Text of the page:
Steve DeLaney, a managing director and senior research analyst at JMP Securities LLC, says one of the unique aspects of PennyMac is that all the employees and proprietary technology resides in a separate, private entity and not in the public REIT.

"They figured out a way to get good treatment, so finance companies will invest in mortgage servicing rights," DeLaney says. "Kurland has a vision that a new type of mortgage entity will be coming out of this, but it's going to be high-quality, servicing intensive."

Though Kurland supports a massive refinancing program, he says that changes still need to be made for the newest version of the Home Affordable Refinance Program, called Harp 2.0, to be viable. The program would allow underwater borrowers with loan-to-value ratios above 125% to refinance if their loans are insured by Fannie Mae or Freddie Mac. Lenders have been given some release from liability, though they would still be on the hook for some claims, including those relating to fraud and compliance issues.

Mortgage lenders increasingly fear that the government-sponsored enterprises will find technical deficiencies in the loans they are sold, and demand buybacks. Kurland proposes that as a solution, Fannie and Freddie should create a penalty for such deficiencies instead of allowing repurchases.

"The GSEs want to make sure the loans they're getting are properly packaged, but they should not create an unsustainable risk for those trying to participate," he says.

Despite widespread industry mistrust of the newly-empowered Consumer Financial Protection Bureau, Kurland says it could be "really positive" for borrowers.

"There are many things that the consumer is dealing with and that they may not understand," he says. "The CFPB could end up being something really positive for the consumer and for business, if they are astute in their initiatives and they bring better clarity and expectations to the process."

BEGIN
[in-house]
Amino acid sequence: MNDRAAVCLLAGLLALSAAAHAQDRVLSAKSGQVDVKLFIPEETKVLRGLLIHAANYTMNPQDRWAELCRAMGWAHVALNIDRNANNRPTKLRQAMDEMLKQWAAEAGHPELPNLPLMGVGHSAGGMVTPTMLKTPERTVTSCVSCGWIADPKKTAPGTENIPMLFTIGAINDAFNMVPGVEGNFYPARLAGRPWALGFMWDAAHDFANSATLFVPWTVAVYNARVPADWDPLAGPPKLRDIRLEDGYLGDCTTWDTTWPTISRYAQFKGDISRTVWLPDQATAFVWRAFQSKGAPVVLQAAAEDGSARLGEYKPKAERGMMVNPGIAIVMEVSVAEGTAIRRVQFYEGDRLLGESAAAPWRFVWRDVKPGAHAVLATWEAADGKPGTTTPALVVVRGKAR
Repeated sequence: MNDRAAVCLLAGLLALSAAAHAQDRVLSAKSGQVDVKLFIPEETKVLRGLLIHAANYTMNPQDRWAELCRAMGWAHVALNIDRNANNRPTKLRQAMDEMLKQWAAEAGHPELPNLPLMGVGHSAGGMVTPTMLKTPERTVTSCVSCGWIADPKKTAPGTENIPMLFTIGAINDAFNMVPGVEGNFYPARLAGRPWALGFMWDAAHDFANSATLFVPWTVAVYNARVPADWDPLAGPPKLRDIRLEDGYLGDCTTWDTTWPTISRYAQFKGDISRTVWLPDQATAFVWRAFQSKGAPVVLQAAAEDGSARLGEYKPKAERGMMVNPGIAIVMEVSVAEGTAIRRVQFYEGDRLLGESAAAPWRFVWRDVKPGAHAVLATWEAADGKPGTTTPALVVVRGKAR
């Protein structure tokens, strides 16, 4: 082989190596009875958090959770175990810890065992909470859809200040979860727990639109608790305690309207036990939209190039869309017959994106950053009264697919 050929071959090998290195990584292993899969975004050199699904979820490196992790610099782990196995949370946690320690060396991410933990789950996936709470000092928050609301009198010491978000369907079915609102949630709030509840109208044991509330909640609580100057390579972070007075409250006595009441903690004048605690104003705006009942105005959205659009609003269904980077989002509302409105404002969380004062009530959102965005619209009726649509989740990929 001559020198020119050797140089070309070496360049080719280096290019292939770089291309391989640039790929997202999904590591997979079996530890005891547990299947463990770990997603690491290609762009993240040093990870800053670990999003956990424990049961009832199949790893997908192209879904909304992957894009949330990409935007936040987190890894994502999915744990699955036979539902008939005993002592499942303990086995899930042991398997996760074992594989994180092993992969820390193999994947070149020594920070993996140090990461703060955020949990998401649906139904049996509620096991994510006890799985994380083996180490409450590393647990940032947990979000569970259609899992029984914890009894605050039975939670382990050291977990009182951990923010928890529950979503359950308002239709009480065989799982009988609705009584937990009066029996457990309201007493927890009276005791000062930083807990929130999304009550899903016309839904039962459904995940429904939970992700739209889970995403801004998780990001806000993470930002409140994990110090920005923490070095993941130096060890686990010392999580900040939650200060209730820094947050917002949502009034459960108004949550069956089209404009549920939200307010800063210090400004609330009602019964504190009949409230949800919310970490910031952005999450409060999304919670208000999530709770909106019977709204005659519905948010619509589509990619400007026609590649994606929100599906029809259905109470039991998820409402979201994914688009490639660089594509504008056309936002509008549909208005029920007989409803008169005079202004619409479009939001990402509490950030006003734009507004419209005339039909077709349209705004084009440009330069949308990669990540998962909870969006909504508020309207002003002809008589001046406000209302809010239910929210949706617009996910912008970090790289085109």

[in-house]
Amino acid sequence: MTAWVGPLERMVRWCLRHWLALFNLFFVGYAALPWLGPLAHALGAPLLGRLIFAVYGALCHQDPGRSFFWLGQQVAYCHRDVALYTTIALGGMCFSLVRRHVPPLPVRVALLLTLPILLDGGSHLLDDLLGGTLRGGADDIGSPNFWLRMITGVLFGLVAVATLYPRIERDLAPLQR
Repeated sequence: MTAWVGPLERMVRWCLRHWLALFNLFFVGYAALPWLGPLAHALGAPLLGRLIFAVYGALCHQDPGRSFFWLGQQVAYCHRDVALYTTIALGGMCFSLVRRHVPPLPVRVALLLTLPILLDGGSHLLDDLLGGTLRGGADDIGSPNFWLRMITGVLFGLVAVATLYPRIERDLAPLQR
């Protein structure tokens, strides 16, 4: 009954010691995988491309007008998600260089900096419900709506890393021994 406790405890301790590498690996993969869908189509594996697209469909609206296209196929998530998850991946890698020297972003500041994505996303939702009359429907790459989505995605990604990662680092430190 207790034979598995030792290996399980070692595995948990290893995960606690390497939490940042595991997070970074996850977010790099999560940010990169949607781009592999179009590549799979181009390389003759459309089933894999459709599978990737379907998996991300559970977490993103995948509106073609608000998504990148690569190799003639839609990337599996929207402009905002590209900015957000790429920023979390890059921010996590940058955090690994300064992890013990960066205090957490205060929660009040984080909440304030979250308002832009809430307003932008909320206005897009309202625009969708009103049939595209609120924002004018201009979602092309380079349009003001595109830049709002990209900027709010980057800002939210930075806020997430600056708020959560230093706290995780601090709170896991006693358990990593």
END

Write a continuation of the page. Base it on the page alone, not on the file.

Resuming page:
But he added some hesitations about the CFPB, adding that the agency has to fulfill its duties "without the attack on business — and that means working constructively. … Business wants to do it right without threats, and that's the positive that would come out of a good CFPB."

Speaking as details emerged about the $25 billion settlement between federal and state officials and the five largest mortgage servicers, Kurland had some pre-emptive protests. He argues that the widespread outrage over banks' robo-signing practices is overblown and led to an undeserved assault on banks.

"It was politically achievable to have an attack on the major banks because of the anger around the mortgage crisis," he says.

When asked what keeps him up at night, Kurland said he is still worried about the remaining hurdles for private capital to come back into a market that is almost entirely controlled by the government.

While he is waiting for that to happen, he runs his business by following a relatively simple lesson — but one that Countrywide and other big mortgage lenders have learned the hard way.

"Zero defects," Kurland says. "It's hard when a loan package is 500 pages long that you're going to get zero defects, but that's the mantra of our company."